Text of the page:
Eligibility: Akeredolu To Know Fate Dec. 14



The Federal High Court in Abuja, on Friday, fixed December 14 for judgment in a suit challenging the validity of the primary election that produced Ondo State Governor, Oluwarotimi Akeredolu, as the All Progressives Congress (APC) candidate in the October 10 election.

The Judge, Justice Okon Abang fixed the date following arguments from all parties in the suit with number: FHC/ABJ/CS/886/2020 filed on August 3 by Dr Nath Adojutelegan, an APC governorship aspirant in the state election.

NAN reports that in the suit, Akeredolu, the APC and the Independent National Electoral Commission (INEC) are 1st to 3rd respondents respectively.

Adojutelegan, who along with others lost the primary election to Akeredolu, had challenged the election’s result.

In the suit, the plaintiff alleged that the exercise was marred by a grave and substantial noncompliance with the spirit and purpose of the APC’s Constitution, Electoral Guidelines and the Electoral Act, 2010 (as amended), which he argued: “substantially affected the outcome of the primary election.”

He said the delegates’ list used for the primary violated section 87(7) and (8) of the Electoral Act 2010 (as amended), Article 20 (iii) and (iv) (a), (b), (c) and (d) of the APC Constitution 2014 (as amended) and Electoral Guidelines.

However, at the resumed hearing on Friday, Abdulaziz Sani, the INEC Lawyer, on whose instance the case was adjourned in the last sitting, told the court that he had finally served all the defendants as well as the plaintiff in the matter, copies of his counter-affidavit.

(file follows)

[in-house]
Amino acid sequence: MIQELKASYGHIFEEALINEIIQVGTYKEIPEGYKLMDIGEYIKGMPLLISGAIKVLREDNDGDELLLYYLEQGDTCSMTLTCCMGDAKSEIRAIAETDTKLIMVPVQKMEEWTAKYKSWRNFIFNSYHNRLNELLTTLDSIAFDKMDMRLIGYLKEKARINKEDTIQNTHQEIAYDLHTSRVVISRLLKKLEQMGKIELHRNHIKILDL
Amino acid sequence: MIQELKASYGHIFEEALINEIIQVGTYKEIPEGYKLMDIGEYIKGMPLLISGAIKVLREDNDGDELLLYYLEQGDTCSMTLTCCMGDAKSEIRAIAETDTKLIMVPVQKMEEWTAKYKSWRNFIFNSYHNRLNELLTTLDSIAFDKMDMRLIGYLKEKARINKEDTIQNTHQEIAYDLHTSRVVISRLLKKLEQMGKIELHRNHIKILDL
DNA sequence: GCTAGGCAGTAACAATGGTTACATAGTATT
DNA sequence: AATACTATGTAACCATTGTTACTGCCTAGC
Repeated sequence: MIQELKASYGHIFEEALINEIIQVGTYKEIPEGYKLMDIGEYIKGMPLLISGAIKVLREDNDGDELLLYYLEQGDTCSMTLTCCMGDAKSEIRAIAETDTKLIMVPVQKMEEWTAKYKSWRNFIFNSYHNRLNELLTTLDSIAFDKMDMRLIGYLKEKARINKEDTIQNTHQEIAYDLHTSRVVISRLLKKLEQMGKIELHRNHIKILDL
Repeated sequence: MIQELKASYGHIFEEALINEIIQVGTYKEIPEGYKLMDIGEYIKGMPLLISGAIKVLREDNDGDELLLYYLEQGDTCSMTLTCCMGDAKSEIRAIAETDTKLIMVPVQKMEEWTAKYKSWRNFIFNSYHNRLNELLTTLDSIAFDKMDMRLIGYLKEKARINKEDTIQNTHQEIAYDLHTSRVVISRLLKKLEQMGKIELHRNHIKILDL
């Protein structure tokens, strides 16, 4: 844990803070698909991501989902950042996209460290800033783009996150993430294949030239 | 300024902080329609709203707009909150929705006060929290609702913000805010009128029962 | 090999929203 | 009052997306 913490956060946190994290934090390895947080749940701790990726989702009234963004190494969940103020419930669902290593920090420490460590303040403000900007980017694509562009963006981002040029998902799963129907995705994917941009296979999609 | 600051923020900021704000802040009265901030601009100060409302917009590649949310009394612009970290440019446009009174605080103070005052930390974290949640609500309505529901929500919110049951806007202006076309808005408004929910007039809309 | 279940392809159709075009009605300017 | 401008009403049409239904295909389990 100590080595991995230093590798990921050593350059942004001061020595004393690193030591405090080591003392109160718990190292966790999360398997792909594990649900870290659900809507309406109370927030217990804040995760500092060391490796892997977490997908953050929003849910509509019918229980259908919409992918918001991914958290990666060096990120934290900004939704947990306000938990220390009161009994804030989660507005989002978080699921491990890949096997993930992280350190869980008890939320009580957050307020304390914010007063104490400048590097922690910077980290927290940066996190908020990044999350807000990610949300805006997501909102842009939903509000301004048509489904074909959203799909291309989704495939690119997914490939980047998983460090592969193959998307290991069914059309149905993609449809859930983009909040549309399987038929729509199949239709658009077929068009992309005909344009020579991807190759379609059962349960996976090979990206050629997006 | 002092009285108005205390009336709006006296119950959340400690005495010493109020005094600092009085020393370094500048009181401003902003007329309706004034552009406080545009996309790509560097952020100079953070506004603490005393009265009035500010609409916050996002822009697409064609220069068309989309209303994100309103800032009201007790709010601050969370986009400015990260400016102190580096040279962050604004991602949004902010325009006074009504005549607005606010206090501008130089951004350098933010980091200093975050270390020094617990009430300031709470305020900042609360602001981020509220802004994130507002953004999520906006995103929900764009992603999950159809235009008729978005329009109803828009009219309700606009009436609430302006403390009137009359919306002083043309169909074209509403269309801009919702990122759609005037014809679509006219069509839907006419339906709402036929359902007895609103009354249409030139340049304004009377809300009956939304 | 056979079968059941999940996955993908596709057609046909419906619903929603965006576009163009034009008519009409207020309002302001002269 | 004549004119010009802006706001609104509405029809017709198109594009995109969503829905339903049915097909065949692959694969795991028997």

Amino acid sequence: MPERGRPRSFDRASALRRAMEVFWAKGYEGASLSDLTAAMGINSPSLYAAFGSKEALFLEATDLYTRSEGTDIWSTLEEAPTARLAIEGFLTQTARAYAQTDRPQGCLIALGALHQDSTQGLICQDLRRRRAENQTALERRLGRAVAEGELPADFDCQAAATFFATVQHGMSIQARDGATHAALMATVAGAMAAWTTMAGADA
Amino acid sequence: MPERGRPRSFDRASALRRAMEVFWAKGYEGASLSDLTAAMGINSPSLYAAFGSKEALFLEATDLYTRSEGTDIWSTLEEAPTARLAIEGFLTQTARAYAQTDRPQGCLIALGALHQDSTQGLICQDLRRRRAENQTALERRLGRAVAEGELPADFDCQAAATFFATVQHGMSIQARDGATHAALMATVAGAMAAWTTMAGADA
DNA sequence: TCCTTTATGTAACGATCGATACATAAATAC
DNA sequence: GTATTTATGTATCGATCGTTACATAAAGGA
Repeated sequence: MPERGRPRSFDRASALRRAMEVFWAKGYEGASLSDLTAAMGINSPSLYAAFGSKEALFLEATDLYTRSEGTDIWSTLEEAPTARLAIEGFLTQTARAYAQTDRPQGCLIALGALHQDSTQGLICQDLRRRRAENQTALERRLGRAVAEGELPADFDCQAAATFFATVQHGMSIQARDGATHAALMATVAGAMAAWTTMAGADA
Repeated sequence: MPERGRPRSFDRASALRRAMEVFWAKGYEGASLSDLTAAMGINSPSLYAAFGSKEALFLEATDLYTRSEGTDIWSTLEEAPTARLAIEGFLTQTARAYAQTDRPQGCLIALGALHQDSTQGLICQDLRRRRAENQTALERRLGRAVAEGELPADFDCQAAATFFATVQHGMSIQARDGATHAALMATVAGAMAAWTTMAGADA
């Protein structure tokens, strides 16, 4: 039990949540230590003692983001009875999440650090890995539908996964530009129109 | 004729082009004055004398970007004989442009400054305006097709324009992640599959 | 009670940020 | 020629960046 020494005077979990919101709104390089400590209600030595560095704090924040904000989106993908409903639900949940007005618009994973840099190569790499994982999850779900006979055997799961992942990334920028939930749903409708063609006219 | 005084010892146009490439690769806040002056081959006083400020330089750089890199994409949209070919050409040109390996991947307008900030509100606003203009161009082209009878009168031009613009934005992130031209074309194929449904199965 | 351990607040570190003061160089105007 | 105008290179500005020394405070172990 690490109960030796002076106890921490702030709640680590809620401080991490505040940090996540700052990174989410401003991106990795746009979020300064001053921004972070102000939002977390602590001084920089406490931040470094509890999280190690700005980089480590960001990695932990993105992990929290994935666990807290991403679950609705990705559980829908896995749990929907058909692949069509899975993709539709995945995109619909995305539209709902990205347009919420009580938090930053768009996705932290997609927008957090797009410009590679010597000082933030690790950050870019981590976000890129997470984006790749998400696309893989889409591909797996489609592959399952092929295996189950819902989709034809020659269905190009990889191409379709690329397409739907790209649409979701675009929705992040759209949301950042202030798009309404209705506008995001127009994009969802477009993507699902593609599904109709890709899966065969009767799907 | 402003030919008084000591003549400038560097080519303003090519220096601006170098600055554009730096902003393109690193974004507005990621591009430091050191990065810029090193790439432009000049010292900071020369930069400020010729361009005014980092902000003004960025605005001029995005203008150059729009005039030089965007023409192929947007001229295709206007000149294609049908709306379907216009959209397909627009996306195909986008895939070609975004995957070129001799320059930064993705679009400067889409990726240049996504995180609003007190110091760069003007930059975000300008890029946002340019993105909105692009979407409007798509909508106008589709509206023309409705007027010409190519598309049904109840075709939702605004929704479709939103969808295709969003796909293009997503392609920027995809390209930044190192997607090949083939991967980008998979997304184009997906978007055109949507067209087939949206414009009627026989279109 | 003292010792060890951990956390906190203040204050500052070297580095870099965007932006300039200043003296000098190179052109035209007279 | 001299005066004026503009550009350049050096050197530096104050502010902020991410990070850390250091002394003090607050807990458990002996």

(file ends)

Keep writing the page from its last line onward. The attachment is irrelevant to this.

He said, “I also ensured a copy was filed in the court file.

“The counter affidavit was filed on August 17. It is a two-paragraph application. It has one exhibit called Exhibit INEC.

“We have a written address dated August 14 and adopt the same.

“Considering the nature of the dispute, we’ll only be bound by the court decision.”

In his ruling, Justice Abang said the matter would be adjourned for judgment.

According to him, he would first make a finding on the 1st and 2nd defendants’ preliminary objections, challenging the court’s jurisdiction to hear the case.

“Where the objection sustains, that’ll be the end of this matter,”

He held. “However, in the event, the objections are overruled, and I assumed jurisdiction, the court will then make findings on the substantive matter on its merit.”

The judge, then, adjourned the matter until December 14 for judgment. (NAN)

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